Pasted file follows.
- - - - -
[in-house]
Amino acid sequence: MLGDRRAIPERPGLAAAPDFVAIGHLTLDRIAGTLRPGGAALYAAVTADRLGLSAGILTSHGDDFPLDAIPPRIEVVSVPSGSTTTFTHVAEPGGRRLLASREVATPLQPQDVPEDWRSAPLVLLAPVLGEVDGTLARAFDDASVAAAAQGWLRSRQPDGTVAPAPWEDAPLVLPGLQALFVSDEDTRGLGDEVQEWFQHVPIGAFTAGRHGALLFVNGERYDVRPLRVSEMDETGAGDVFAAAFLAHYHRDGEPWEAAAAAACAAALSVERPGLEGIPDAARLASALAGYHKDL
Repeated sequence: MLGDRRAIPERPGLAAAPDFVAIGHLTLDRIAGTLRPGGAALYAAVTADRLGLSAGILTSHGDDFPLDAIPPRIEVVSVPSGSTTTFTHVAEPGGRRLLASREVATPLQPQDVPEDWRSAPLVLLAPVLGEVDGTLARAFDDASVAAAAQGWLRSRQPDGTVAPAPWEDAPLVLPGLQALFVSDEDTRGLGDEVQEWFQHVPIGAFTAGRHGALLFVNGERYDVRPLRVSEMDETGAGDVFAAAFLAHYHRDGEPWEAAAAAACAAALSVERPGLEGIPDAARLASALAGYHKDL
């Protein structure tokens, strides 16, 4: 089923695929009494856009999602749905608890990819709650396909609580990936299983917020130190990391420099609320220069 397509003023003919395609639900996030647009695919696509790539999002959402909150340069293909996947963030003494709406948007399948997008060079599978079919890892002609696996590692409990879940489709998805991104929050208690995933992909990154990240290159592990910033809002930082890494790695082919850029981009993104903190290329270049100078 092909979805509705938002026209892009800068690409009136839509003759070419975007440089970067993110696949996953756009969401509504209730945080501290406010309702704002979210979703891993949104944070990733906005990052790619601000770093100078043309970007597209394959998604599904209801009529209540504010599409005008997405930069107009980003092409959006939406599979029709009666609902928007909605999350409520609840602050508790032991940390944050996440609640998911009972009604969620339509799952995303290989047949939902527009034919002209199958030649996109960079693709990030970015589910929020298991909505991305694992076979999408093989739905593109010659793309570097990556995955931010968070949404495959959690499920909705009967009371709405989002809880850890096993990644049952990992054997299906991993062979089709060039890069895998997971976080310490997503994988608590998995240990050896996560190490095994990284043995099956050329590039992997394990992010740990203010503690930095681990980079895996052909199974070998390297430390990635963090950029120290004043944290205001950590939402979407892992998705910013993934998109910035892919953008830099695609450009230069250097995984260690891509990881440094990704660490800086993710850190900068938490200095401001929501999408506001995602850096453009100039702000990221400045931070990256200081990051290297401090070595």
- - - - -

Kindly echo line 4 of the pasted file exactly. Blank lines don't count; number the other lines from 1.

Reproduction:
């Protein structure tokens, strides 16, 4: 089923695929009494856009999602749905608890990819709650396909609580990936299983917020130190990391420099609320220069 397509003023003919395609639900996030647009695919696509790539999002959402909150340069293909996947963030003494709406948007399948997008060079599978079919890892002609696996590692409990879940489709998805991104929050208690995933992909990154990240290159592990910033809002930082890494790695082919850029981009993104903190290329270049100078 092909979805509705938002026209892009800068690409009136839509003759070419975007440089970067993110696949996953756009969401509504209730945080501290406010309702704002979210979703891993949104944070990733906005990052790619601000770093100078043309970007597209394959998604599904209801009529209540504010599409005008997405930069107009980003092409959006939406599979029709009666609902928007909605999350409520609840602050508790032991940390944050996440609640998911009972009604969620339509799952995303290989047949939902527009034919002209199958030649996109960079693709990030970015589910929020298991909505991305694992076979999408093989739905593109010659793309570097990556995955931010968070949404495959959690499920909705009967009371709405989002809880850890096993990644049952990992054997299906991993062979089709060039890069895998997971976080310490997503994988608590998995240990050896996560190490095994990284043995099956050329590039992997394990992010740990203010503690930095681990980079895996052909199974070998390297430390990635963090950029120290004043944290205001950590939402979407892992998705910013993934998109910035892919953008830099695609450009230069250097995984260690891509990881440094990704660490800086993710850190900068938490200095401001929501999408506001995602850096453009100039702000990221400045931070990256200081990051290297401090070595």